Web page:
Introduced in 1958, the Series II incorporated a raft of improvements, turning the ‘go-anywhere, do anything’ Land Rover into a much more grown-up machine.
The changes were enough to tempt many owners of the original version to upgrade, the vastly superior steering and new diesel option being two particularly good reasons for existing owners to reach into their pockets. Wider axles required a redesign of the bodywork, Rover’s design chief David Bache giving the car a curved waistline, adding valuable inches without having to radically alter the basic design. Still recognisably a Land Rover, the Series II was further updated in the form of the IIa in 1962, although in this case, the changes were so small that nobody really noticed.
Its successor, the Series III, hit the showrooms in 1971, although these leaf-sprung vehicles were essentially the same as before, the desperately overdue coil-sprung 90 of 1984 eventually offering some form of a reply to the wave of Japanese competition.
This particular mid-period 1967 Series IIa SWB petrol Land Rover was updated in 1986 to look like a County version, a model that wasn’t introduced until the Series III was entering its twilight years in 1982. Painted brown and wearing ‘County’ stripes, it has had later front door tops with canted windows fitted along with aftermarket Weller wheels, although a set of the originals are included in the sale.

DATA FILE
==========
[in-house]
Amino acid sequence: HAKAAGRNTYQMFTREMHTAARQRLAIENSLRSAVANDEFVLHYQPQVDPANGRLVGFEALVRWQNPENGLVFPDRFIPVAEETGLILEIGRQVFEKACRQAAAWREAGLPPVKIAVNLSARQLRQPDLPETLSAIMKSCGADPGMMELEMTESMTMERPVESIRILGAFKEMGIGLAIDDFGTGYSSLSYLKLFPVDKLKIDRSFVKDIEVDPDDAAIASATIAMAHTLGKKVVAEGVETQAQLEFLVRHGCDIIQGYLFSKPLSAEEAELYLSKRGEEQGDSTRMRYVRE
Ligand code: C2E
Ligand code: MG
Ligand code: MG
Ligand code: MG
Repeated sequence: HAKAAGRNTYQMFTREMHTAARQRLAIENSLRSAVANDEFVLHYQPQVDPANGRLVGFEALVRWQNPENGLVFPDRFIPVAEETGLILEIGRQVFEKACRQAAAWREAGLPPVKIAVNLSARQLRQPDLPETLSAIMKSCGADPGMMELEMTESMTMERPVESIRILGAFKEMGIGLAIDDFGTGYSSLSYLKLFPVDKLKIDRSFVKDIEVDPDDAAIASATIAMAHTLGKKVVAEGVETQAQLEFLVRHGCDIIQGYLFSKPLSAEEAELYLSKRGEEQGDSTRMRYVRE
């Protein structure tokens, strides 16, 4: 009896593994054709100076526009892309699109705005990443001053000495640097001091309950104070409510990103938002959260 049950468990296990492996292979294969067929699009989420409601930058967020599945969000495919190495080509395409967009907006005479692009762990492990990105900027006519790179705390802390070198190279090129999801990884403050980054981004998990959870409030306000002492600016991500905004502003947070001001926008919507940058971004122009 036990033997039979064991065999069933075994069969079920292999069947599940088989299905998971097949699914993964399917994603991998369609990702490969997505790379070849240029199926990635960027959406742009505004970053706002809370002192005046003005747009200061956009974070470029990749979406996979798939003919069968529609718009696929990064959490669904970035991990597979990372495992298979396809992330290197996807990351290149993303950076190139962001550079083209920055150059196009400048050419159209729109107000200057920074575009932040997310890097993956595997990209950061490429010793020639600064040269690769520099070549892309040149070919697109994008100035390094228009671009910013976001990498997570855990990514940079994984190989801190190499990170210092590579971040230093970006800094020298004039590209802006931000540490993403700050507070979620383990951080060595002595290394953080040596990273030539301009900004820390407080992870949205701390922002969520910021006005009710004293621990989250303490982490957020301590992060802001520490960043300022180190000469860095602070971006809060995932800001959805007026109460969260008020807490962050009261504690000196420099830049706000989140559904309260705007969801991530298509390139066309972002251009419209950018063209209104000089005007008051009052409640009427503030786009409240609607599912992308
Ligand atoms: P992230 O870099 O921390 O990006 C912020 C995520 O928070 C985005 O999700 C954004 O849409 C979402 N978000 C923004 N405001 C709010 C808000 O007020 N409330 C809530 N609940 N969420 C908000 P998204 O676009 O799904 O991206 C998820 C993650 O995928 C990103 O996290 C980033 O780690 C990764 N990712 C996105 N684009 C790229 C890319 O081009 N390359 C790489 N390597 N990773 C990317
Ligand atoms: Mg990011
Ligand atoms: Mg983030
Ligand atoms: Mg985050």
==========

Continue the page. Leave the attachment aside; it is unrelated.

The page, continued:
Numerous small items have been added such as light guards, a rear step, side-facing rear seats with lap-belts and rear mud-flaps. MOTd until February 2017, there are a 15 old MOTs on file and we are advised that a new rear cross-member was fitted in July 2011.
With colder weather on its way, everyone should have a Land Rover on hand to cope with whatever the winter throws at us. In icy and snowy conditions, there is simply nothing to touch a Series Land Rover, its light weight and simple four-wheel drive system allowing it to get to places no other vehicle can reach.